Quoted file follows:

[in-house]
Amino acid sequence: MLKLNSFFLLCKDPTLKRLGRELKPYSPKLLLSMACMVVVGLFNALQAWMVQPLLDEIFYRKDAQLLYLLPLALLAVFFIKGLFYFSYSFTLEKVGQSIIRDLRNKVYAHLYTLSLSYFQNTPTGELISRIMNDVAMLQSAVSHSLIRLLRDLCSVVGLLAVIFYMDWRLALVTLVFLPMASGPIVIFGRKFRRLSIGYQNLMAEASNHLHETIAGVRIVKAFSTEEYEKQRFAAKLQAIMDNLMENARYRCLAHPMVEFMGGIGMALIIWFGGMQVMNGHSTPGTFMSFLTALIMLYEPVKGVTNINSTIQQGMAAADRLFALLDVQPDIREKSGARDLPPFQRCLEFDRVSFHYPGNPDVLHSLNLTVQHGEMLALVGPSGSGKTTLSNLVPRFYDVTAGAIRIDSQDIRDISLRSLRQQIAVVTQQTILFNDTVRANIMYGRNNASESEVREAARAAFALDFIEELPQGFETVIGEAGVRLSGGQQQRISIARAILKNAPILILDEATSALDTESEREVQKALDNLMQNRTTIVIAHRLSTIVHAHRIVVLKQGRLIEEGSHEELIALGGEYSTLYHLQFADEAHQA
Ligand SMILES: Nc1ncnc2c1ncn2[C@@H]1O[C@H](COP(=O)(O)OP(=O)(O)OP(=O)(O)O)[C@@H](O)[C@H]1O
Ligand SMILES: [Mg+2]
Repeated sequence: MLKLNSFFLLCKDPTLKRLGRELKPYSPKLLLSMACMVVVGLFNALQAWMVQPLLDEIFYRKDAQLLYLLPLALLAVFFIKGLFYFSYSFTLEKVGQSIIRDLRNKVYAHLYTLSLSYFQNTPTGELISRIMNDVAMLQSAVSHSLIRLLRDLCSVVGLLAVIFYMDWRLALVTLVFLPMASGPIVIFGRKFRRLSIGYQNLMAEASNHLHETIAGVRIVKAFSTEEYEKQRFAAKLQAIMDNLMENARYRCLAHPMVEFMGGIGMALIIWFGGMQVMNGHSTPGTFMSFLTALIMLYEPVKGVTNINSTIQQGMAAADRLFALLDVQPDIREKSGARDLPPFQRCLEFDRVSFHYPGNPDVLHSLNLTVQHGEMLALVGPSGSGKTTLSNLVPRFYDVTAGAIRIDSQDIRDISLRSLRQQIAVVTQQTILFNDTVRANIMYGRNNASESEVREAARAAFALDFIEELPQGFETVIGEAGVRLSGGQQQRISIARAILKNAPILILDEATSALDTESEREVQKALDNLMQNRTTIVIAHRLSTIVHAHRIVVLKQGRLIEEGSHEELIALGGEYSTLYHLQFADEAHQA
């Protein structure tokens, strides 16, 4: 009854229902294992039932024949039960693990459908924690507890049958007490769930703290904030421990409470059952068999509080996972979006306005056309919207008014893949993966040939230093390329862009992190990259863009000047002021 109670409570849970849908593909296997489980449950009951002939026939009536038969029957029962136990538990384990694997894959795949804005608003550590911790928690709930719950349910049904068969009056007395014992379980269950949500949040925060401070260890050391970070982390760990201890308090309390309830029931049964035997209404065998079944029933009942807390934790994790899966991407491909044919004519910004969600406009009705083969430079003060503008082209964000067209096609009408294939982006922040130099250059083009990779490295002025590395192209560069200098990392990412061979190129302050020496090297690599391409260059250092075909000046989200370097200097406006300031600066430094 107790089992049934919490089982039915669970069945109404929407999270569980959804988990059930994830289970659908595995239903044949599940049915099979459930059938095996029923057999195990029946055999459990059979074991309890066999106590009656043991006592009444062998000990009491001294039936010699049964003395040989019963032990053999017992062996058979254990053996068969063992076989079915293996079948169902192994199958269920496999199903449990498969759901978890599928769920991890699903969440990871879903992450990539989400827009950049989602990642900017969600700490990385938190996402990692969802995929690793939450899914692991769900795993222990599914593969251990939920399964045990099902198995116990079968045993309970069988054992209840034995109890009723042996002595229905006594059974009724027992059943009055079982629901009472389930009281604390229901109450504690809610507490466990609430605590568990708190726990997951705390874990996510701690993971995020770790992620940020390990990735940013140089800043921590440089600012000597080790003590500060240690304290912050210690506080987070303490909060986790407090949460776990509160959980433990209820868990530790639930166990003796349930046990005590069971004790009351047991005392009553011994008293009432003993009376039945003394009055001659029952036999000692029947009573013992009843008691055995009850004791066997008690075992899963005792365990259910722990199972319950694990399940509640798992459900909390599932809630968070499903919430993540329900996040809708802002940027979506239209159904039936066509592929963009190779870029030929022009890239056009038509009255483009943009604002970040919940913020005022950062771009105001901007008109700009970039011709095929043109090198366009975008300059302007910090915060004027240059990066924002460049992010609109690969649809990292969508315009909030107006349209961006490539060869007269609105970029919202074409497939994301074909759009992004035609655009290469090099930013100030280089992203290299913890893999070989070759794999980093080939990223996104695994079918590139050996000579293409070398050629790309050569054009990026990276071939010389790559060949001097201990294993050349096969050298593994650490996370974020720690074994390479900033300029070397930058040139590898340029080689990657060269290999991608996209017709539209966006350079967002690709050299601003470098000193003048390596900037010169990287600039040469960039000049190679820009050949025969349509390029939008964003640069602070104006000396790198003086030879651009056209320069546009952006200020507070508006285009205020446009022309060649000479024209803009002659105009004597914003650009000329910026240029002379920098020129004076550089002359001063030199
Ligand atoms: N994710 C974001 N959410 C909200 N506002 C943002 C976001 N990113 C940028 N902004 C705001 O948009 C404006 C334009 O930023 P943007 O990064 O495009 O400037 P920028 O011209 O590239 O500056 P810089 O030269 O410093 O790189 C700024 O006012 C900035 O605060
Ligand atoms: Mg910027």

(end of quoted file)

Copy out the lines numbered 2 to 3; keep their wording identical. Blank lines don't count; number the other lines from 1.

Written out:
Amino acid sequence: MLKLNSFFLLCKDPTLKRLGRELKPYSPKLLLSMACMVVVGLFNALQAWMVQPLLDEIFYRKDAQLLYLLPLALLAVFFIKGLFYFSYSFTLEKVGQSIIRDLRNKVYAHLYTLSLSYFQNTPTGELISRIMNDVAMLQSAVSHSLIRLLRDLCSVVGLLAVIFYMDWRLALVTLVFLPMASGPIVIFGRKFRRLSIGYQNLMAEASNHLHETIAGVRIVKAFSTEEYEKQRFAAKLQAIMDNLMENARYRCLAHPMVEFMGGIGMALIIWFGGMQVMNGHSTPGTFMSFLTALIMLYEPVKGVTNINSTIQQGMAAADRLFALLDVQPDIREKSGARDLPPFQRCLEFDRVSFHYPGNPDVLHSLNLTVQHGEMLALVGPSGSGKTTLSNLVPRFYDVTAGAIRIDSQDIRDISLRSLRQQIAVVTQQTILFNDTVRANIMYGRNNASESEVREAARAAFALDFIEELPQGFETVIGEAGVRLSGGQQQRISIARAILKNAPILILDEATSALDTESEREVQKALDNLMQNRTTIVIAHRLSTIVHAHRIVVLKQGRLIEEGSHEELIALGGEYSTLYHLQFADEAHQA
Ligand SMILES: Nc1ncnc2c1ncn2[C@@H]1O[C@H](COP(=O)(O)OP(=O)(O)OP(=O)(O)O)[C@@H](O)[C@H]1O